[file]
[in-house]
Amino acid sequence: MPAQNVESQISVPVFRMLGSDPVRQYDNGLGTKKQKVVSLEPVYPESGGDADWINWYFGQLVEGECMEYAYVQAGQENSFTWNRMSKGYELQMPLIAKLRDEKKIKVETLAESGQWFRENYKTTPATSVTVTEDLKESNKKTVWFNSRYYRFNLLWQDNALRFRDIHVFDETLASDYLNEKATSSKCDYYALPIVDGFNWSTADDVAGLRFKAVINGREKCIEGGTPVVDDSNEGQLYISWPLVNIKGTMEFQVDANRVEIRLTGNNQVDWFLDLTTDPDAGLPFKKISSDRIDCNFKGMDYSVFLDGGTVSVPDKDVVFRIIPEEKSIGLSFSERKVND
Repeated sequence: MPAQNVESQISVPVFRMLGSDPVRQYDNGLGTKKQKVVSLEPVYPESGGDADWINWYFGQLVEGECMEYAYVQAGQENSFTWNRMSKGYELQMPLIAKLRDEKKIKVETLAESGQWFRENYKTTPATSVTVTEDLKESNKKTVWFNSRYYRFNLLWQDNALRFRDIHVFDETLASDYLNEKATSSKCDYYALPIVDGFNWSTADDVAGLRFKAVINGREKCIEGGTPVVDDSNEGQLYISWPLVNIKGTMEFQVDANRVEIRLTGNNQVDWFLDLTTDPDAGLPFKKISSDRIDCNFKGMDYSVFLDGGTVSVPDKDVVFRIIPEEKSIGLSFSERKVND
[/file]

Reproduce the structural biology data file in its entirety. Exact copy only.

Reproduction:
[in-house]
Amino acid sequence: MPAQNVESQISVPVFRMLGSDPVRQYDNGLGTKKQKVVSLEPVYPESGGDADWINWYFGQLVEGECMEYAYVQAGQENSFTWNRMSKGYELQMPLIAKLRDEKKIKVETLAESGQWFRENYKTTPATSVTVTEDLKESNKKTVWFNSRYYRFNLLWQDNALRFRDIHVFDETLASDYLNEKATSSKCDYYALPIVDGFNWSTADDVAGLRFKAVINGREKCIEGGTPVVDDSNEGQLYISWPLVNIKGTMEFQVDANRVEIRLTGNNQVDWFLDLTTDPDAGLPFKKISSDRIDCNFKGMDYSVFLDGGTVSVPDKDVVFRIIPEEKSIGLSFSERKVND
Repeated sequence: MPAQNVESQISVPVFRMLGSDPVRQYDNGLGTKKQKVVSLEPVYPESGGDADWINWYFGQLVEGECMEYAYVQAGQENSFTWNRMSKGYELQMPLIAKLRDEKKIKVETLAESGQWFRENYKTTPATSVTVTEDLKESNKKTVWFNSRYYRFNLLWQDNALRFRDIHVFDETLASDYLNEKATSSKCDYYALPIVDGFNWSTADDVAGLRFKAVINGREKCIEGGTPVVDDSNEGQLYISWPLVNIKGTMEFQVDANRVEIRLTGNNQVDWFLDLTTDPDAGLPFKKISSDRIDCNFKGMDYSVFLDGGTVSVPDKDVVFRIIPEEKSIGLSFSERKVND